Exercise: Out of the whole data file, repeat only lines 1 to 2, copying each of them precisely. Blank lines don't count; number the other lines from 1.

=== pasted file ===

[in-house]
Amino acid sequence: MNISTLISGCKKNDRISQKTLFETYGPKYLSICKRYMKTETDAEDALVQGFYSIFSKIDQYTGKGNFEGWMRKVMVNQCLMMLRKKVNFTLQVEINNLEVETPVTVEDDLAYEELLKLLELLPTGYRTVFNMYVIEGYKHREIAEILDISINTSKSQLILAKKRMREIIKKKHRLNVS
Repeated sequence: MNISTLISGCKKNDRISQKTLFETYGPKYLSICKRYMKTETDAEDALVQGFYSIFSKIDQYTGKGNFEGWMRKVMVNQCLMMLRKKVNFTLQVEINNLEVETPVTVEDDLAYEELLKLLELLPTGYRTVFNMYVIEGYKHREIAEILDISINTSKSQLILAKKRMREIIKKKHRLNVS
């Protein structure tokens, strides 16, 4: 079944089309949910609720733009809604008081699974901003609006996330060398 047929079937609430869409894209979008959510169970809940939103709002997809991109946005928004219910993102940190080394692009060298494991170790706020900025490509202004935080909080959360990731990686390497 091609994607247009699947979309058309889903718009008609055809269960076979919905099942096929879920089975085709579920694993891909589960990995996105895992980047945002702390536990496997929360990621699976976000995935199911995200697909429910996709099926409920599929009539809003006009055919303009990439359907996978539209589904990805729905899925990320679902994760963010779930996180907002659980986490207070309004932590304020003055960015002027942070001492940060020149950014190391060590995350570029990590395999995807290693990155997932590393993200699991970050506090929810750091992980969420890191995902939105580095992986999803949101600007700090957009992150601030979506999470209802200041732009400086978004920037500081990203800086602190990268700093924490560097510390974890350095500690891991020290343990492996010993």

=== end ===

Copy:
[in-house]
Amino acid sequence: MNISTLISGCKKNDRISQKTLFETYGPKYLSICKRYMKTETDAEDALVQGFYSIFSKIDQYTGKGNFEGWMRKVMVNQCLMMLRKKVNFTLQVEINNLEVETPVTVEDDLAYEELLKLLELLPTGYRTVFNMYVIEGYKHREIAEILDISINTSKSQLILAKKRMREIIKKKHRLNVS